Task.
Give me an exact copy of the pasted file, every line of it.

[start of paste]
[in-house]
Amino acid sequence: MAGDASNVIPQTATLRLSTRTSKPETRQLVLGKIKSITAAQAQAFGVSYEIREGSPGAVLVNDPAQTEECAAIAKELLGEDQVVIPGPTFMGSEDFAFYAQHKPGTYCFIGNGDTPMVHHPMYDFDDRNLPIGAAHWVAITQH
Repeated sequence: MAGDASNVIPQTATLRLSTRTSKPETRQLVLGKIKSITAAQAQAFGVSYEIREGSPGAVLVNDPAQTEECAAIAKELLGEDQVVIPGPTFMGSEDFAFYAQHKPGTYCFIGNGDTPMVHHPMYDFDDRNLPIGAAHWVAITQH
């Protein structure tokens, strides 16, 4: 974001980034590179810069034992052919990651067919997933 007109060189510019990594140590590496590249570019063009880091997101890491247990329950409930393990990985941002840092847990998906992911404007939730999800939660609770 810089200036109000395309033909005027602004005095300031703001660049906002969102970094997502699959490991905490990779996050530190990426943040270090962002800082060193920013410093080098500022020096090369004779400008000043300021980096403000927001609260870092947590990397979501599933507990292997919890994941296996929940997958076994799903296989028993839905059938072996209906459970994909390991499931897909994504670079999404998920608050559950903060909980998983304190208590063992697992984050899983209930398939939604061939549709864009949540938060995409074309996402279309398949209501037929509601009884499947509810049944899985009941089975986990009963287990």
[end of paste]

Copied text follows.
[in-house]
Amino acid sequence: MAGDASNVIPQTATLRLSTRTSKPETRQLVLGKIKSITAAQAQAFGVSYEIREGSPGAVLVNDPAQTEECAAIAKELLGEDQVVIPGPTFMGSEDFAFYAQHKPGTYCFIGNGDTPMVHHPMYDFDDRNLPIGAAHWVAITQH
Repeated sequence: MAGDASNVIPQTATLRLSTRTSKPETRQLVLGKIKSITAAQAQAFGVSYEIREGSPGAVLVNDPAQTEECAAIAKELLGEDQVVIPGPTFMGSEDFAFYAQHKPGTYCFIGNGDTPMVHHPMYDFDDRNLPIGAAHWVAITQH
């Protein structure tokens, strides 16, 4: 974001980034590179810069034992052919990651067919997933 007109060189510019990594140590590496590249570019063009880091997101890491247990329950409930393990990985941002840092847990998906992911404007939730999800939660609770 810089200036109000395309033909005027602004005095300031703001660049906002969102970094997502699959490991905490990779996050530190990426943040270090962002800082060193920013410093080098500022020096090369004779400008000043300021980096403000927001609260870092947590990397979501599933507990292997919890994941296996929940997958076994799903296989028993839905059938072996209906459970994909390991499931897909994504670079999404998920608050559950903060909980998983304190208590063992697992984050899983209930398939939604061939549709864009949540938060995409074309996402279309398949209501037929509601009884499947509810049944899985009941089975986990009963287990």